Saturday, April 26, 2014

Istanbul Part 2

Sun 2/2/14

Journey today:
Topkapi Palace
Aya Sofya museum
Bosphorus cruise
Taksim Square

Our last day in Istanbul today before going back to KL tomorrow. We started off a bit late today at 9.30am. Our first destination today was Topkapi Palace. Burak provided us with a radio receiver so we could listen to his explanations within a few hundred metres range. This was a good arrangement, so perhaps next time Burak could use it for the whole trip.

A bit on Topkapi taken from Wikipedia: It was originally called the New Palace (Yeni Sarayı) to distinguish it from the previous residence. It received the name "Topkapı" (Cannon Gate) in the 19th century, after a (now lost) gate and shore pavilion. It was the primary residence of the Ottoman sultans for approximately 400 years (1465-1856) of their 624-year reign. The Topkapı Palace is among the monuments contained within Unesco's Historic Areas of Istanbul. It now contains important holy relics of the Muslim world, including Muhammed's cloak and sword. Boy, people back then were really huge in size, judging from the clothes on display. At its peak, the palace was home to as many as 4,000 people, and covered a large area with a long shoreline. It contained mosques, a hospital, bakeries, and a mint.Construction began in 1459, ordered by Sultan Mehmed II, the conqueror of Byzantine Constantinople. There was also the Imperial Harem which contained more than 400 rooms for the sultan's mother, the concubines and wives of the sultan; and the rest of his family, including children; and their servants.

Topakapi Palace
view of Marmara Sea from Topkapi

From Topkapi, we walked to the Aya Sofya museum, also known as Hagia Sophia which means Holy Wisdom, also a Unesco Heritage Site under #356 Historic Areas of Istanbul. It was originally a Greek Orthodox church, then converted to a mosoque during the Ottoman period, and finally a museum in 1935 after the formation of the Republic of Turkey. This is the only place in the world where one can view the depiction of Mary and Jesus Christ the child side by side with the calligraphy art of the words Allah and Muhammad.

A bit of interesting history taken from Wikipedia: It was constucted in 537 and served as an Eastern Orthodox cathedral until 1453, except from 1204 to 1261, when it was converted into a Roman Catholic cathedral under the Latin empire. In 1453, Constantinople was conquered by the Ottoman Turks under Sultan Mehmed II, who ordered the main church of the Orthodox Christianity converted into a mosque.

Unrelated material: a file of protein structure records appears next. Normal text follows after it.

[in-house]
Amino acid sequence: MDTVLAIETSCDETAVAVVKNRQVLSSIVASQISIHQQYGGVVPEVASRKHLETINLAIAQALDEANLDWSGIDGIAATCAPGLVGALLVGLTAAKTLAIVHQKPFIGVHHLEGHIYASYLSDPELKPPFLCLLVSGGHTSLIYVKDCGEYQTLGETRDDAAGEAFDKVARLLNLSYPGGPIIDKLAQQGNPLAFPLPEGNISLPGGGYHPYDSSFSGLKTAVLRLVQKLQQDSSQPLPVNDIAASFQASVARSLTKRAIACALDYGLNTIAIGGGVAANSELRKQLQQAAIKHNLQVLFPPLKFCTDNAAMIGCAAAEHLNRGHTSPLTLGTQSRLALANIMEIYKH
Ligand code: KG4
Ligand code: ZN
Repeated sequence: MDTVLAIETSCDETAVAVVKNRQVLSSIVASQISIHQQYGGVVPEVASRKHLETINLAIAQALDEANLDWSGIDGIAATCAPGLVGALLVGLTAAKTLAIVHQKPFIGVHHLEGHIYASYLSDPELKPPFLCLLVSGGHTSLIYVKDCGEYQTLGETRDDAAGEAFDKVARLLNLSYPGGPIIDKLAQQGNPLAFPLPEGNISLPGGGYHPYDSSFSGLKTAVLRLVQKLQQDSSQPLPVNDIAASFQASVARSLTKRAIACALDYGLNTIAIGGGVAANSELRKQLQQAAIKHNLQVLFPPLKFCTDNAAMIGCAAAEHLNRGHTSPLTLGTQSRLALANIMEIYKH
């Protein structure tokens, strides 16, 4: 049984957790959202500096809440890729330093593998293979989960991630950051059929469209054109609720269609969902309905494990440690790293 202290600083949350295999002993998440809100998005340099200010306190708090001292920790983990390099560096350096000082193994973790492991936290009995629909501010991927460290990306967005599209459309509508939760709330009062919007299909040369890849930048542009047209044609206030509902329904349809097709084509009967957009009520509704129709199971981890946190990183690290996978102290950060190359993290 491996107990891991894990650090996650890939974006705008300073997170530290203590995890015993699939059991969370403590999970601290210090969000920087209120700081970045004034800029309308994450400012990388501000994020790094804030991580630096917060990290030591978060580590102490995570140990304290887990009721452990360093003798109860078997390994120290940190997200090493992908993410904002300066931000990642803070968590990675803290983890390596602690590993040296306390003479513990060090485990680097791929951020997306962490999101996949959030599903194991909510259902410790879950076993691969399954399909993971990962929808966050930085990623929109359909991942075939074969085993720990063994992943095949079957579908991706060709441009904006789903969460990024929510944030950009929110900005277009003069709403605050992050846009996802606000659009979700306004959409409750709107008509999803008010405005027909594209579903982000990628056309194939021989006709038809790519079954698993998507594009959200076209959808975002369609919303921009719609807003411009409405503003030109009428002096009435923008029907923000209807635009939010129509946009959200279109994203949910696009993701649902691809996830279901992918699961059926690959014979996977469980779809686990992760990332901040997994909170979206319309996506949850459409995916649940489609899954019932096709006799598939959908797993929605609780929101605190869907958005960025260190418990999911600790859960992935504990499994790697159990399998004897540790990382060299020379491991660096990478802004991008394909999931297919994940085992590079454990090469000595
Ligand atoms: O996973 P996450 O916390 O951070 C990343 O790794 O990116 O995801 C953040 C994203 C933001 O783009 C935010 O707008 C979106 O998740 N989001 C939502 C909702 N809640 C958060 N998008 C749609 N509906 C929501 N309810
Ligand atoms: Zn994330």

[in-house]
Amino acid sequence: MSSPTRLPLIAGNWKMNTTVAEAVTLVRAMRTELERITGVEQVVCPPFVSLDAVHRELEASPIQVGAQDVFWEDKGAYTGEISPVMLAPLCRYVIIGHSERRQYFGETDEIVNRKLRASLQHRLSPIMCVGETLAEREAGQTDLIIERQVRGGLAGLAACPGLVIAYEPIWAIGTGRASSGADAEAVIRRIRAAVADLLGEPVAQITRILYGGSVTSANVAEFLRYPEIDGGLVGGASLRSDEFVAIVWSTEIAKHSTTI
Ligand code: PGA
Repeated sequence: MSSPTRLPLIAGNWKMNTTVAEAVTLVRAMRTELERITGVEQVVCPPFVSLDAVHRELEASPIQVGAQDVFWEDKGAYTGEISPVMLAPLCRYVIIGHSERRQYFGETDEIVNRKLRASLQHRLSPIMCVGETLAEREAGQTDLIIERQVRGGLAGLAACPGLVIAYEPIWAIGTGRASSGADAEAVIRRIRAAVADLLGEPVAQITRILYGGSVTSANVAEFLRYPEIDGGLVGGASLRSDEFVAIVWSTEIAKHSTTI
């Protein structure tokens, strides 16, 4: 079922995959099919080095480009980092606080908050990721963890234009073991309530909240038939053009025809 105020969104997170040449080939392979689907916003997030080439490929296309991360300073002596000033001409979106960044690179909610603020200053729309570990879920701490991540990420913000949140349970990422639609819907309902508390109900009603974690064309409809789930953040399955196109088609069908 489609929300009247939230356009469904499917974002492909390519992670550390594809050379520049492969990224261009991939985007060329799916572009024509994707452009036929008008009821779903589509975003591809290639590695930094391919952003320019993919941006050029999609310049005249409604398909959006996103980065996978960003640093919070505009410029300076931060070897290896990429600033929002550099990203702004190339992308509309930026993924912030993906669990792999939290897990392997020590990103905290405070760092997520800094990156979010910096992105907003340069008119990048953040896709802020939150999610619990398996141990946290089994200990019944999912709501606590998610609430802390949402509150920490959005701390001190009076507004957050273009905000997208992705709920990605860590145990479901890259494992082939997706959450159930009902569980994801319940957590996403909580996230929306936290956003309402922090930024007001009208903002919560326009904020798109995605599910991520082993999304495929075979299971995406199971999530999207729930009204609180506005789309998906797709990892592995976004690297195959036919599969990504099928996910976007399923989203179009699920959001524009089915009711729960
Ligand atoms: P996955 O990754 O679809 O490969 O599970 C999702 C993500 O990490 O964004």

The interior surfaces are sheathed with polychrome marbles, green and white with purple porphyry, and gold mosaics. Hagia Sophia is famous for the light that reflects everywhere in the interior of the nave, giving the dome the appearance of hovering above this. This effect was achieved by inserting forty windows around the base of the original structure. Moreover, the insertion of the windows in the dome structure lowers its weight.

Aya Sofya facade
Mary and Jesus; Allah and Muhammad side by side

Aya Sofya (Hagia Sophia) museum

From the Aya Sofya museum we then walked to the Dubb Indian restaurant for lunch. Ah yes, we were having Indian meal for lunch. We had curry chicken, spicy panner, dhal, white rice, salad and Indian yogurt.

After a hearty lunch, we made our way to the ferry docks near the Galata bridge at the Golden Horn area on the Europe side for the Bosphorus cruise on our private boat. This was an Optional tour so we had to pay an extra USD60. But I thought it was worthwile for the scenic view of both side of Istanbul – the Asian and European side. There was sun, but the weather was cold and breezy.

On our cruise along the Bosphorus Strait between the Marmara and Black Sea from the Galata bridge we passed by Galata Tower (or Karakoy), Topkapi Palace, Dolmabahce Palace, Ciragan Palace, Ortakoy neighbourhood on the European side near the Boshporus Bridge; turning back passing by Beylerbeyi Palace, Uskudar neighbourhood on the Asian side and back to our starting point. The cruise took about 1.5hours.

Bosphorus cruise!

We were supposed to pray at the Mosque of the Ayyub Al Ansar which was supposed to take only about 15 mins drive from the pier. But the traffic jam was really bad so we had to divert to a much smaller mosque – Mahmut Efendi Camii which was built in 1540, also by the famous Mimar Sinan. So all was not lost.

Mahmut Effendi Camii, by Mimar Sinan

After solat, we made our way for an early dinner at Bodos Balik (seriously) at Sultanahmet area. Since I was still full, I didn't eat much. After dinner we were brought back to our hotel and it was free and easy time for those who wanted to do last minute shopping at Taksim Square area. Tonight my mom joined us as she still had to buy some Turkish coffee and desserts for souvenirs. Liza also did hers for some last minue T-shirt shopping. Back to the hotel, we packed our bags with the plethora of souvenirs – luckily we could fit everything in our luggages! Tomorrow after breakfast, we would check out at 8am as we would be visiting Ayyub Al Ansar Camii that we missed today, then saying goodbye to Turkiye, sob sob.

Bodos Balik!



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